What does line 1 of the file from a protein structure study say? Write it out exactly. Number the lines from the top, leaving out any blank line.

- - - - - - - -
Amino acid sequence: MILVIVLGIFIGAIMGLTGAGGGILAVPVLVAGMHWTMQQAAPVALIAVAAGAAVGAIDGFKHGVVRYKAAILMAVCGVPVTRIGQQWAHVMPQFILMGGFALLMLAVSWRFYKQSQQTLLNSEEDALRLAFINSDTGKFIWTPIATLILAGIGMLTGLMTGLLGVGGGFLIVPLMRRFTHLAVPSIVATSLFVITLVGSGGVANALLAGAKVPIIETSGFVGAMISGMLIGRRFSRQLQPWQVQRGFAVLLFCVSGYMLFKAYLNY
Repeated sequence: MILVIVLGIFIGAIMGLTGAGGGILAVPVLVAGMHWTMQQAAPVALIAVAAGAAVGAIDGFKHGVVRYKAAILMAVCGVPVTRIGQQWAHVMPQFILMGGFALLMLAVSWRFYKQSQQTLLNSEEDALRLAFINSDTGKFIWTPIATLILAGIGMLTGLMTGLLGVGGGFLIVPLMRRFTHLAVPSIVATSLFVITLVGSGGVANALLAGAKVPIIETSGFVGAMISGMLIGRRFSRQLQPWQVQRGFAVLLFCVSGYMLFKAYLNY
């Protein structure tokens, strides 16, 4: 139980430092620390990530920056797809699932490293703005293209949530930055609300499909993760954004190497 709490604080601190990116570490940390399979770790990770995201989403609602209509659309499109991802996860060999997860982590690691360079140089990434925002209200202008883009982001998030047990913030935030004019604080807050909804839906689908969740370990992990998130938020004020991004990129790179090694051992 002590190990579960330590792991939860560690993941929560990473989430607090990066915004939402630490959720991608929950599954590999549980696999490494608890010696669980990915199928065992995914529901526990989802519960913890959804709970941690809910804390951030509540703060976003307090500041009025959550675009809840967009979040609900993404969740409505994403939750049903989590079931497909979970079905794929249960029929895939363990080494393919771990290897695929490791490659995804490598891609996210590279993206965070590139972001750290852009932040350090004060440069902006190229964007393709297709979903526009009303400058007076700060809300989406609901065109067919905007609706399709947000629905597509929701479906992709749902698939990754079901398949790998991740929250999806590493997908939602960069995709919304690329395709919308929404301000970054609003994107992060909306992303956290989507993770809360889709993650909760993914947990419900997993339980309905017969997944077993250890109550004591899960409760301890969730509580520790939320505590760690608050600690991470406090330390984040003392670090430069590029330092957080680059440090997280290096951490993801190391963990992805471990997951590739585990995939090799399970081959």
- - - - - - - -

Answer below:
Amino acid sequence: MILVIVLGIFIGAIMGLTGAGGGILAVPVLVAGMHWTMQQAAPVALIAVAAGAAVGAIDGFKHGVVRYKAAILMAVCGVPVTRIGQQWAHVMPQFILMGGFALLMLAVSWRFYKQSQQTLLNSEEDALRLAFINSDTGKFIWTPIATLILAGIGMLTGLMTGLLGVGGGFLIVPLMRRFTHLAVPSIVATSLFVITLVGSGGVANALLAGAKVPIIETSGFVGAMISGMLIGRRFSRQLQPWQVQRGFAVLLFCVSGYMLFKAYLNY